David H. Ilson, MD, PhD, discusses the current role of pembrolizumab in patients with gastric cancer or gastroesophageal junction adenocarcinoma based on the results from the KEYNOTE-062 trial.
David H. Ilson, MD, PhD, an attending physician and professor of medicine at Memorial Sloan Kettering Cancer Center, discusses the current role of pembrolizumab (Keytruda) in patients with gastric cancer or gastroesophageal junction (GEJ) adenocarcinoma based on the results of the KEYNOTE-062 trial.
Although PD-L1 is thought to be somewhat of a predictive biomarker in patients with microsatellite stable disease, the response rates were higher in this subset of patients with a combined positive score of 10 or higher, says Ilson. The response rates were even slightly higher in those patients who received pembrolizumab and chemotherapy, but there was no improvement in survival compared with chemotherapy alone.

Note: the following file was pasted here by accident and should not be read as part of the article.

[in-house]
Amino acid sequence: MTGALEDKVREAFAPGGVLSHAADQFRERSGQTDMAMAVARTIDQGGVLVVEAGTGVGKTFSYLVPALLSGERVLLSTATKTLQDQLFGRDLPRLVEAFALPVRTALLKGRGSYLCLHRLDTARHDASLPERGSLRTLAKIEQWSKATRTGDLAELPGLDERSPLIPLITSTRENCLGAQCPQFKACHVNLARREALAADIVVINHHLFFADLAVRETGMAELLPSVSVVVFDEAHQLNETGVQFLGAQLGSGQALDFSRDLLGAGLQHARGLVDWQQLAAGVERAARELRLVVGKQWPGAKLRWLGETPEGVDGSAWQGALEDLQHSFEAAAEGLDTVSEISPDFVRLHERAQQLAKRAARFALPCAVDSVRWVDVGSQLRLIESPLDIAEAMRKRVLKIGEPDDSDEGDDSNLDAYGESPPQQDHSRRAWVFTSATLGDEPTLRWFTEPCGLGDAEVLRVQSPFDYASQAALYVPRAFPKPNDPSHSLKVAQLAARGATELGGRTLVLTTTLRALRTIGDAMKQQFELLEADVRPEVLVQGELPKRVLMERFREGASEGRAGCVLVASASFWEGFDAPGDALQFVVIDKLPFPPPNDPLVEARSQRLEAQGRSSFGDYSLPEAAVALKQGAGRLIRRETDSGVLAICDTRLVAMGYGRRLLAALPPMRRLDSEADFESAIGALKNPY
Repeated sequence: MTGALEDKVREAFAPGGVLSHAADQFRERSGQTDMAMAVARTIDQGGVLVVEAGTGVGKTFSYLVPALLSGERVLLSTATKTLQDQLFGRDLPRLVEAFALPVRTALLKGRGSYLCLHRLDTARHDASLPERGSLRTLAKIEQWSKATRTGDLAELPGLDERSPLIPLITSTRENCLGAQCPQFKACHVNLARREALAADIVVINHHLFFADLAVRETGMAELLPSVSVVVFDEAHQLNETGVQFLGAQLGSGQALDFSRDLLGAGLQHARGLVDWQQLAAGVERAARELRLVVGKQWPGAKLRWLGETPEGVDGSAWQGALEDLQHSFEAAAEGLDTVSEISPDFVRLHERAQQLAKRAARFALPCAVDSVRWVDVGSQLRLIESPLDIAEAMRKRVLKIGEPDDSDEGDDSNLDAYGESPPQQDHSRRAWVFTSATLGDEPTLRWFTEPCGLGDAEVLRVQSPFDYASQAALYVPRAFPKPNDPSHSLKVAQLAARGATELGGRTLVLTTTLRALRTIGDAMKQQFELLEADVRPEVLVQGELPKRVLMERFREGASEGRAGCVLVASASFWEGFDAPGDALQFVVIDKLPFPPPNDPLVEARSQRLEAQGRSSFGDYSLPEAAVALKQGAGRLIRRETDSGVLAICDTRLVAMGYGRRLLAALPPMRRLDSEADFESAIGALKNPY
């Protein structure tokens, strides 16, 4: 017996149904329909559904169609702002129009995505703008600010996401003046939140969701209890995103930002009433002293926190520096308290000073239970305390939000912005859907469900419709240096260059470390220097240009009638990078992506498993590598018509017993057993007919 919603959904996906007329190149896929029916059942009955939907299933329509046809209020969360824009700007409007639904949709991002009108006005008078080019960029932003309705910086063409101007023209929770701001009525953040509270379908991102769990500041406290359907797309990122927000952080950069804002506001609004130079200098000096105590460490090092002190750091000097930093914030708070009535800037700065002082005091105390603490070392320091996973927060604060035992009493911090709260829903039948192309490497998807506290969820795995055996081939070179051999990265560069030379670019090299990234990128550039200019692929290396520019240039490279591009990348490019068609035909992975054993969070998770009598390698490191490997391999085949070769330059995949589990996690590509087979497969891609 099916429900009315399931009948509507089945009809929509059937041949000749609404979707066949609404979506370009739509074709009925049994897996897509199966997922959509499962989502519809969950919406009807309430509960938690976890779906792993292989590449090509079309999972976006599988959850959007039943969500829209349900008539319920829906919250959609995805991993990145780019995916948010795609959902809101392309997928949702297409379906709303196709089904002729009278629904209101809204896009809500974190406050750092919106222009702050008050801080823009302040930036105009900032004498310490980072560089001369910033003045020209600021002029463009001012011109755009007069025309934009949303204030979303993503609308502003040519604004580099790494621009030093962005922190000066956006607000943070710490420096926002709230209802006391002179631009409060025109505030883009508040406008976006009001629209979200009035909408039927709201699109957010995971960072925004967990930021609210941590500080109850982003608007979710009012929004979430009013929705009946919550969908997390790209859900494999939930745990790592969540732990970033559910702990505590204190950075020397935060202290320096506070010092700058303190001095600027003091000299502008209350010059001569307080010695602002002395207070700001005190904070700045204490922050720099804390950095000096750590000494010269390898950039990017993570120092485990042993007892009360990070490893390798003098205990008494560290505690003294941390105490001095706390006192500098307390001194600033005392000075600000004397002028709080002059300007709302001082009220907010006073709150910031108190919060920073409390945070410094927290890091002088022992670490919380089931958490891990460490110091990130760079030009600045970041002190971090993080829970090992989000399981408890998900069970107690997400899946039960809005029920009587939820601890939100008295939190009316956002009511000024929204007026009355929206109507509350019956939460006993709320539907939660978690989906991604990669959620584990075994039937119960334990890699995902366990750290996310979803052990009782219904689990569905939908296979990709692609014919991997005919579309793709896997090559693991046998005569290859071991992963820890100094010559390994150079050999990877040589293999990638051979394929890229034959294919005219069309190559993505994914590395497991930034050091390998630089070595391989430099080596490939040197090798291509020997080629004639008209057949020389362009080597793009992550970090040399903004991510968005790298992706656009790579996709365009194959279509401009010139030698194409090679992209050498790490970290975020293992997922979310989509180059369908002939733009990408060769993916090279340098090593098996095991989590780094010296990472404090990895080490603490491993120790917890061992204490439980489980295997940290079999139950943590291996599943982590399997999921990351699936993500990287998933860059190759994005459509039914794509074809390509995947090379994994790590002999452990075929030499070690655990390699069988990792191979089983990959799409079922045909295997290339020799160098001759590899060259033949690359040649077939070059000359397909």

The problem with upfront pembrolizumab is that a vast majority of the patients will progress and cross over to chemotherapy early on. However, Ilson argues that this is not a fair comparison because virtually all patients that receive pembrolizumab initially will also get chemotherapy within a few months.